Since the pandemic seems to roll over to next year, the boat show has implemented ways to ensure safe distancing for all exhibitors and attendees. On their website, they explain that strict measures, including safety protocols, admission checks, cleaning and others, will be in place. For the first time, the show will have a unique Virtual Show experience as they boast of putting up a never-before-seen digital show. The virtual experience is still under development and will comprise exhibits, boating seminars, interactive features, concerts, among other activities.

Why is The Show Important?

You might ask yourself why go to all this trouble every year to arrange an exhibit and fishing Expo, but if you were a boat dealer, you would thank the heavens for whoever came up with the idea of the Cleveland Boat Show. Just like any Expo where as a supplier you get to display everything you have to a wide range of customers, the boat show provides boat dealers with a chance to make a killing. Norm Schultz said that while it may look like having fun to the ordinary visitor, for the boat dealers, it means serious business. They only need to display their boats in six shows to make half a year’s gross sales because the five days are enough to attract loads of potential customers. For instance, in 2020, South Shore Marine displayed a $299,762 Chris Craft Catalina 30 while Clemons Boats showed off their $499,985 Boston Whaler Realm 350, a family-centred cruising boat that broke from the company’s norm of manufacturing unsinkable fishing boats. Norm explained that not many customers visit boat dealerships.

The boat show also provides an opportunity for people to appreciate the local history, which is well documented in the Lyman Boats Works Museum. The museum showcases wooden boats that date back to 1875 when the first one was manufactured in Cleveland. It gives the visitors a chance to reminisce the good old days when their forefathers owned the boats. The company built 60,000 wooden boats, of which 15,000 still cruise in the Great Lakes. Besides, there are many more things to do at the boat show, and Michelle Burke said that the boat show presents more than just a boating experience; it offers a wholesome lake lifestyle and each year they strive to incorporate more activities.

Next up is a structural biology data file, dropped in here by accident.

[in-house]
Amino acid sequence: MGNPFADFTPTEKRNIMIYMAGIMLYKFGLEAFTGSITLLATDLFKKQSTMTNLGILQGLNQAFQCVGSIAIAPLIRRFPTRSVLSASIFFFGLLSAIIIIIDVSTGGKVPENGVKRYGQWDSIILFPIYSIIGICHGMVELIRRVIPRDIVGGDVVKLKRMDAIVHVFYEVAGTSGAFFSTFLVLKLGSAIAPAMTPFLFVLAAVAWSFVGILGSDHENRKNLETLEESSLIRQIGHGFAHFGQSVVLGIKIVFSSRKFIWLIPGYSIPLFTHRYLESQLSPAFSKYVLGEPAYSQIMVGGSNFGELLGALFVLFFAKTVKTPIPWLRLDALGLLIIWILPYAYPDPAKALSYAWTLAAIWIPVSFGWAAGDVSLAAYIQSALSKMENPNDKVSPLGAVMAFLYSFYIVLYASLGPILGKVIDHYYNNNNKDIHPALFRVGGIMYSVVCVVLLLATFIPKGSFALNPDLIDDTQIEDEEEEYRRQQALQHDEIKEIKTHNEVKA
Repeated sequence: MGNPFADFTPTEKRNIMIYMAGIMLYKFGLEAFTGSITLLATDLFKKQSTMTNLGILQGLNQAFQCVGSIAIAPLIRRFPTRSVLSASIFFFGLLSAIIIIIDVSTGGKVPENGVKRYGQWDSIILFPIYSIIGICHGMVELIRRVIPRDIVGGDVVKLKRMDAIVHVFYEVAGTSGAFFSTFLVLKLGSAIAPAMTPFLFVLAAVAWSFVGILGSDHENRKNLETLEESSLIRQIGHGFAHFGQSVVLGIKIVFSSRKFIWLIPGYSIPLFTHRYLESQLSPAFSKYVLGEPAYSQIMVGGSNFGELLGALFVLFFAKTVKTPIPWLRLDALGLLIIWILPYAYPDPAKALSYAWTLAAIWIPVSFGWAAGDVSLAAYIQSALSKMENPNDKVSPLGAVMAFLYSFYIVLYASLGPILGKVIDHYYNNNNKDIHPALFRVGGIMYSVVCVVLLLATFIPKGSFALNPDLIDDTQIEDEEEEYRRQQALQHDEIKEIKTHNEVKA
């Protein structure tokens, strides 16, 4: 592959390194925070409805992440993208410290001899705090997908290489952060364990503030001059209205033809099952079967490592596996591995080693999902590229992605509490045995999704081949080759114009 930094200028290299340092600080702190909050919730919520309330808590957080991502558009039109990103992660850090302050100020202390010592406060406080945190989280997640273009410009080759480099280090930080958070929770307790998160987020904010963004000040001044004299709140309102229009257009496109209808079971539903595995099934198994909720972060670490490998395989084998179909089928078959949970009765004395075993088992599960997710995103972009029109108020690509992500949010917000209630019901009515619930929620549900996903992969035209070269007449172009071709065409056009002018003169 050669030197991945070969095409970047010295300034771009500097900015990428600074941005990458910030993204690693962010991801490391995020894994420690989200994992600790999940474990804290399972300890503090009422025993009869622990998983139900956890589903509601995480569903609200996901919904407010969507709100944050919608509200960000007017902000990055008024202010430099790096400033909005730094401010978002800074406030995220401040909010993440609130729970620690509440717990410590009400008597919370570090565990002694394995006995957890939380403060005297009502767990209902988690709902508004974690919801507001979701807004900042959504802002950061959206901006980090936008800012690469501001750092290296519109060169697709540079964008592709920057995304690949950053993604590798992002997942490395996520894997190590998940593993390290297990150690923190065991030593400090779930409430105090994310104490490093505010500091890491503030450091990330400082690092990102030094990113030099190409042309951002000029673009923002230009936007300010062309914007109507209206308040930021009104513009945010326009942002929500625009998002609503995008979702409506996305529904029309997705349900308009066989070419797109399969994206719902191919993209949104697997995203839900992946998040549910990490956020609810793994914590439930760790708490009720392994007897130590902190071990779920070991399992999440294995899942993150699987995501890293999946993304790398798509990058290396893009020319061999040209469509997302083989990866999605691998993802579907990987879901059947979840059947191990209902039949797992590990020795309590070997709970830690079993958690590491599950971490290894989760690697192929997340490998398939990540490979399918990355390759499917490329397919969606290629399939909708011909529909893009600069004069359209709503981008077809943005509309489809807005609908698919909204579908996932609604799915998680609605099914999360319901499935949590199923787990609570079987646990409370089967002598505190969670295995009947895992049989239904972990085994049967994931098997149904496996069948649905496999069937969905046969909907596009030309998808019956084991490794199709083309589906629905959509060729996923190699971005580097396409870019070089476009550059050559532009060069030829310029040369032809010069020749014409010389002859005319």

The Activities Included in the Boat Show

Since its founding in 1957, the boat show has continued to evolve with more activities being included in catering to all age groups. The fishing Expo was one of the latest fun activities to be included in 2020. It comprises hands-on demos, virtual fishing simulators, fishing tackles and seminars conducted by professionals. Creativity for kids is enhanced through the kid zone where they can now test how well they know the Lake Erie Islands, using a large puzzle. They also have a nautical flag alphabet and chance to show off their coloring skills. The children also practice fishing in the trout pond, and for motivation, the show includes a fishing rod give-away.

However, the fun activities are not limited to these: sometimes staring at the boats and soaking in their beauty is still fun, especially when you know you might never own any of the highly-priced boats. Alternatively, if admiring from afar will not quench your thirst for boats, maybe driving a virtual Boston Whaler and getting bounced around in the sailboat simulator will. Shopaholics are well catered for with everything from nautical t-shirts to coastal d├ęcor to glam their homes. You can then wind up the day with some music from various local celebrities. Additionally, you can use the visit as a learning opportunity as you get to know how the weather is forecasted in the water and how to stay safe when boating.